The Electoral College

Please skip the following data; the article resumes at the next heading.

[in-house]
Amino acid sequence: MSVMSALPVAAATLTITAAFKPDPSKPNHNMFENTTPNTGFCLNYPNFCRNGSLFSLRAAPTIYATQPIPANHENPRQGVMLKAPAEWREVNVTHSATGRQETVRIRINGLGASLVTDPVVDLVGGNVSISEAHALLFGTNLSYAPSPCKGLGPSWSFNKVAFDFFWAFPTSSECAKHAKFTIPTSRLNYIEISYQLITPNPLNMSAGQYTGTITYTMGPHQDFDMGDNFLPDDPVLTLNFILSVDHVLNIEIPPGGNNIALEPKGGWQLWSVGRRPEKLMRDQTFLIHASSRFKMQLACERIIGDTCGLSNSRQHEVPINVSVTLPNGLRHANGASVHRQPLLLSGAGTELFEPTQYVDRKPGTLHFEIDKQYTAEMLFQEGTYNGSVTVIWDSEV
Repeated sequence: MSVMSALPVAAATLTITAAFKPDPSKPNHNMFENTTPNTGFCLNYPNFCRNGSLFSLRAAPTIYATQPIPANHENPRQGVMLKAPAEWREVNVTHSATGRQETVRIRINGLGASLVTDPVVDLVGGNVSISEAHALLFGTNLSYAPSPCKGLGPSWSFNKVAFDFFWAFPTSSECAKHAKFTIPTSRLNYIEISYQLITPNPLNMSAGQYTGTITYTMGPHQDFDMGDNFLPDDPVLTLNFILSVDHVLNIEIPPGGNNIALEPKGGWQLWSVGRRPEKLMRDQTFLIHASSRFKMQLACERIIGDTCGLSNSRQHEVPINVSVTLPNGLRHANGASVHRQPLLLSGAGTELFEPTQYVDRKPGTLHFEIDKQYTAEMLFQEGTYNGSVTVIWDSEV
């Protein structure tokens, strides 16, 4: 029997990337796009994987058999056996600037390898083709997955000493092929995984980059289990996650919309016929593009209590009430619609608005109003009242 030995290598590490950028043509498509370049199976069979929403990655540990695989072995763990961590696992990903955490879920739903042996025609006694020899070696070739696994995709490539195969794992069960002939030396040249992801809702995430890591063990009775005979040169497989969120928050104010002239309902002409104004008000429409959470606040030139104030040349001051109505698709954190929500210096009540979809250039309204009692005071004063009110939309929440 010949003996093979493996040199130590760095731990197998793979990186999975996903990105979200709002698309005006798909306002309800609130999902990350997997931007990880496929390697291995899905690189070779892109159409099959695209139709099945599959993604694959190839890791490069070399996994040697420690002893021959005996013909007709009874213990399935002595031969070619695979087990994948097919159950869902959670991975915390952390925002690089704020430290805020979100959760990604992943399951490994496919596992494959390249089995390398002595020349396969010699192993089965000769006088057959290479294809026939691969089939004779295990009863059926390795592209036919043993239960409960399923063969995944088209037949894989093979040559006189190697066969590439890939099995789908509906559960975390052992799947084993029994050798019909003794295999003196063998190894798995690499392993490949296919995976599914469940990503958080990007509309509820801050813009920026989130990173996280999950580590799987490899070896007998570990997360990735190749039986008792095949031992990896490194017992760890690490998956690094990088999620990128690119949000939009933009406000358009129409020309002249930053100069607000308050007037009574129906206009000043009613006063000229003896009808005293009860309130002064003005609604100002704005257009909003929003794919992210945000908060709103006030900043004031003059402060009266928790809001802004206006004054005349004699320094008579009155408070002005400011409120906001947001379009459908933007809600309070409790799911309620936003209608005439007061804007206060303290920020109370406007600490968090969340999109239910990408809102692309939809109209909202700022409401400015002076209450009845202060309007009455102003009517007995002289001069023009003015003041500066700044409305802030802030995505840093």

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Is it possible for a presidential candidate to receive the most popular votes and still not be elected president? Many Americans are shocked to discover that the answer to this question is yes. The Founding Fathers were not the strong advocates of democratic rule that the average American has been led to believe. For proof of this one needs to look no further than Article II of the United States Constitution. In Article II one will find the details of the Electoral College system, a system which denies the power to elect the president to the American people. (The Constitution) The Electoral College is an outmoded system which denies the American people the right to elect their president democratically and should be abolished and replaced with a more democratic system based on the popular vote. Although not common knowledge among the American electorate, presidential elections in the United States are indirect popular elections. Even though voters cast their ballots for the presidential candidate, they are really voting for a group of electors who pledge to vote for a particular candidate. (Project Vote Smart) This group known as the Electoral College is made up of 538 citizens who are responsible for voting on behalf of their states and it is this group that actually chooses the president. The number of electoral votes is based on the number of U.S. Senators and U.S. Representatives found in each state. (Electoral College) The presidential candidate who wins the most popular votes in a state receives all that state’s Electoral College Cope 2 votes. In order to be elected the presidential candidate must receive a majority of the 538 votes or 270 electoral votes. (Project Vote Smart) On the surface this might a... ... middle of paper ... ...eye to the obvious fact that campaigning for president does not mean appealing to all Americans but only to those Americans who happen to live in Cope 7 states which in election after election have the power to determine the next president of the United States. The Electoral College contradicts the belief that every voter is important. Every elected office in the United States except the most important the President, is elected on the basis of individual votes. (The Electoral College) In poll after poll, the American people have expressed their desire to abandon the Electoral College system. (The Electoral College Code) It is time for American government to listen to the people. It is time to listen to the majority. It is time for the United States to abandon an antiquated and undemocratic system. It is time to put the Electoral College to rest. .

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